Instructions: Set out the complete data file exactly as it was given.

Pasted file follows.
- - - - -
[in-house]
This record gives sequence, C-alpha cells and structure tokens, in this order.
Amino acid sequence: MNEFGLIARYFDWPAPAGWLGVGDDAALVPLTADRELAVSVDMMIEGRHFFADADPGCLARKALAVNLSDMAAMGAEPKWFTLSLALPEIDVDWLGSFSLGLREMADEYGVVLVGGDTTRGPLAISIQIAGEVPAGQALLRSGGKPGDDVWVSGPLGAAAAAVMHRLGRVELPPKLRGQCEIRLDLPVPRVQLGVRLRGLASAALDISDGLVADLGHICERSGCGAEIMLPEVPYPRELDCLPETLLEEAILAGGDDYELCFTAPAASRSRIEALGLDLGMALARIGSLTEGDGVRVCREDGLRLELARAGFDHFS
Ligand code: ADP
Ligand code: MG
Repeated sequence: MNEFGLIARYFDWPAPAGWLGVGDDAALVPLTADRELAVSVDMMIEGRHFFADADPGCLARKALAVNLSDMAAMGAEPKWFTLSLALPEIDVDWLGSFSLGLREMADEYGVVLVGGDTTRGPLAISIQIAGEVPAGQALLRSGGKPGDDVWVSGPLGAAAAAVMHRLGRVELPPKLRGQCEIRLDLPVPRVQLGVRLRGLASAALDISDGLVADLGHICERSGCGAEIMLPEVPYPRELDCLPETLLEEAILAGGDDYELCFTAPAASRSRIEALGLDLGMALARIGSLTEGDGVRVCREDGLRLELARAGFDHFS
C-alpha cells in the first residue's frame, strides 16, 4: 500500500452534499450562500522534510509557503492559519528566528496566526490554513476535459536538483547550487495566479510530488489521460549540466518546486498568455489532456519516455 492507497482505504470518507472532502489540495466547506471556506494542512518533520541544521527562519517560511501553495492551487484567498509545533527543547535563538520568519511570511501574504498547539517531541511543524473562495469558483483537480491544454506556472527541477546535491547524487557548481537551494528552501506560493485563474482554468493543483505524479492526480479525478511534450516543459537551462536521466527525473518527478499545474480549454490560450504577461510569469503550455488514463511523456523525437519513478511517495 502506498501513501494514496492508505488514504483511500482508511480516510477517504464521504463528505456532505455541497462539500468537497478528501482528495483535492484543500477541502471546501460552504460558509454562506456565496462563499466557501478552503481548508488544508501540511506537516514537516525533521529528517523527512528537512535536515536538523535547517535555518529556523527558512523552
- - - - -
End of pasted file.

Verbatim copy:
[in-house]
This record gives sequence, C-alpha cells and structure tokens, in this order.
Amino acid sequence: MNEFGLIARYFDWPAPAGWLGVGDDAALVPLTADRELAVSVDMMIEGRHFFADADPGCLARKALAVNLSDMAAMGAEPKWFTLSLALPEIDVDWLGSFSLGLREMADEYGVVLVGGDTTRGPLAISIQIAGEVPAGQALLRSGGKPGDDVWVSGPLGAAAAAVMHRLGRVELPPKLRGQCEIRLDLPVPRVQLGVRLRGLASAALDISDGLVADLGHICERSGCGAEIMLPEVPYPRELDCLPETLLEEAILAGGDDYELCFTAPAASRSRIEALGLDLGMALARIGSLTEGDGVRVCREDGLRLELARAGFDHFS
Ligand code: ADP
Ligand code: MG
Repeated sequence: MNEFGLIARYFDWPAPAGWLGVGDDAALVPLTADRELAVSVDMMIEGRHFFADADPGCLARKALAVNLSDMAAMGAEPKWFTLSLALPEIDVDWLGSFSLGLREMADEYGVVLVGGDTTRGPLAISIQIAGEVPAGQALLRSGGKPGDDVWVSGPLGAAAAAVMHRLGRVELPPKLRGQCEIRLDLPVPRVQLGVRLRGLASAALDISDGLVADLGHICERSGCGAEIMLPEVPYPRELDCLPETLLEEAILAGGDDYELCFTAPAASRSRIEALGLDLGMALARIGSLTEGDGVRVCREDGLRLELARAGFDHFS
C-alpha cells in the first residue's frame, strides 16, 4: 500500500452534499450562500522534510509557503492559519528566528496566526490554513476535459536538483547550487495566479510530488489521460549540466518546486498568455489532456519516455 492507497482505504470518507472532502489540495466547506471556506494542512518533520541544521527562519517560511501553495492551487484567498509545533527543547535563538520568519511570511501574504498547539517531541511543524473562495469558483483537480491544454506556472527541477546535491547524487557548481537551494528552501506560493485563474482554468493543483505524479492526480479525478511534450516543459537551462536521466527525473518527478499545474480549454490560450504577461510569469503550455488514463511523456523525437519513478511517495 502506498501513501494514496492508505488514504483511500482508511480516510477517504464521504463528505456532505455541497462539500468537497478528501482528495483535492484543500477541502471546501460552504460558509454562506456565496462563499466557501478552503481548508488544508501540511506537516514537516525533521529528517523527512528537512535536515536538523535547517535555518529556523527558512523552